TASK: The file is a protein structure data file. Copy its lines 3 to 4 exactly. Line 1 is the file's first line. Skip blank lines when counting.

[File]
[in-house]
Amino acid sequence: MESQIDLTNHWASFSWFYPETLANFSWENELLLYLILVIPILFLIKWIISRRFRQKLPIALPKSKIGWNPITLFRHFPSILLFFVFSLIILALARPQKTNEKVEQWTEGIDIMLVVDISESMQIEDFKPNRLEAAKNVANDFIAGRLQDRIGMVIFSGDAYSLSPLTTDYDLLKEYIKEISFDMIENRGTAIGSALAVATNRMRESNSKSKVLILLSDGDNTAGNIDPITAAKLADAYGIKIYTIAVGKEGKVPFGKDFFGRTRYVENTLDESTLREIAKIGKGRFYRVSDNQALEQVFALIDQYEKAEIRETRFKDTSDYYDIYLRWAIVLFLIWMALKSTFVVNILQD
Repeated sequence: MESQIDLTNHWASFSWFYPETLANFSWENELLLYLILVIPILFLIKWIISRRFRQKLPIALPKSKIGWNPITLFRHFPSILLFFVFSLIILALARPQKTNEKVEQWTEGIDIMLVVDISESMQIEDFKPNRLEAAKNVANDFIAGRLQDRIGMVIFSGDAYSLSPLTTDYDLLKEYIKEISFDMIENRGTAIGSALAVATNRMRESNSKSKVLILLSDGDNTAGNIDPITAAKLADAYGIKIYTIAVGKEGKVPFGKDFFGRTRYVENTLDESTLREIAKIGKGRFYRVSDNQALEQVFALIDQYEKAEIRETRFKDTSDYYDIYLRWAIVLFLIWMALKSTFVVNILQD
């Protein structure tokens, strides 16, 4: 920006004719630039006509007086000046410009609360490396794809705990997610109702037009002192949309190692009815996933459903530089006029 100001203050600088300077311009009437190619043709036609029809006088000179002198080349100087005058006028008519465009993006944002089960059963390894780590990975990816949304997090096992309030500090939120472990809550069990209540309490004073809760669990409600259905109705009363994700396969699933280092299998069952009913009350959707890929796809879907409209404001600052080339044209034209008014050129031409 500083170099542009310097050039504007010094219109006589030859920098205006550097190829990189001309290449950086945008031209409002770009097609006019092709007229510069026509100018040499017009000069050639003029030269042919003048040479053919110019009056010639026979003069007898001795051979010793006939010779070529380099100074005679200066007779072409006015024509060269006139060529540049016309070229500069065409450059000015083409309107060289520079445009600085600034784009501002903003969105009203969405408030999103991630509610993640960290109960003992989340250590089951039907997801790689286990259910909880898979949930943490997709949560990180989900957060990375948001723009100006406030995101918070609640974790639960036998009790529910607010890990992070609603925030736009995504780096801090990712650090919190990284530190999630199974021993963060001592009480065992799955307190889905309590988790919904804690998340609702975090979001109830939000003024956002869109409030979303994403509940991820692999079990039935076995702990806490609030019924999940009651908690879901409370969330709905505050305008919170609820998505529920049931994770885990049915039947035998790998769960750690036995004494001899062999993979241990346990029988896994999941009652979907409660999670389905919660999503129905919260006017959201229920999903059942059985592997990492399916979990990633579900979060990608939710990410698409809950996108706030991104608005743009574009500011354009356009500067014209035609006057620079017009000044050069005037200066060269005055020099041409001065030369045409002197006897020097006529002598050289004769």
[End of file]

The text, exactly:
Repeated sequence: MESQIDLTNHWASFSWFYPETLANFSWENELLLYLILVIPILFLIKWIISRRFRQKLPIALPKSKIGWNPITLFRHFPSILLFFVFSLIILALARPQKTNEKVEQWTEGIDIMLVVDISESMQIEDFKPNRLEAAKNVANDFIAGRLQDRIGMVIFSGDAYSLSPLTTDYDLLKEYIKEISFDMIENRGTAIGSALAVATNRMRESNSKSKVLILLSDGDNTAGNIDPITAAKLADAYGIKIYTIAVGKEGKVPFGKDFFGRTRYVENTLDESTLREIAKIGKGRFYRVSDNQALEQVFALIDQYEKAEIRETRFKDTSDYYDIYLRWAIVLFLIWMALKSTFVVNILQD
């Protein structure tokens, strides 16, 4: 920006004719630039006509007086000046410009609360490396794809705990997610109702037009002192949309190692009815996933459903530089006029 100001203050600088300077311009009437190619043709036609029809006088000179002198080349100087005058006028008519465009993006944002089960059963390894780590990975990816949304997090096992309030500090939120472990809550069990209540309490004073809760669990409600259905109705009363994700396969699933280092299998069952009913009350959707890929796809879907409209404001600052080339044209034209008014050129031409 500083170099542009310097050039504007010094219109006589030859920098205006550097190829990189001309290449950086945008031209409002770009097609006019092709007229510069026509100018040499017009000069050639003029030269042919003048040479053919110019009056010639026979003069007898001795051979010793006939010779070529380099100074005679200066007779072409006015024509060269006139060529540049016309070229500069065409450059000015083409309107060289520079445009600085600034784009501002903003969105009203969405408030999103991630509610993640960290109960003992989340250590089951039907997801790689286990259910909880898979949930943490997709949560990180989900957060990375948001723009100006406030995101918070609640974790639960036998009790529910607010890990992070609603925030736009995504780096801090990712650090919190990284530190999630199974021993963060001592009480065992799955307190889905309590988790919904804690998340609702975090979001109830939000003024956002869109409030979303994403509940991820692999079990039935076995702990806490609030019924999940009651908690879901409370969330709905505050305008919170609820998505529920049931994770885990049915039947035998790998769960750690036995004494001899062999993979241990346990029988896994999941009652979907409660999670389905919660999503129905919260006017959201229920999903059942059985592997990492399916979990990633579900979060990608939710990410698409809950996108706030991104608005743009574009500011354009356009500067014209035609006057620079017009000044050069005037200066060269005055020099041409001065030369045409002197006897020097006529002598050289004769």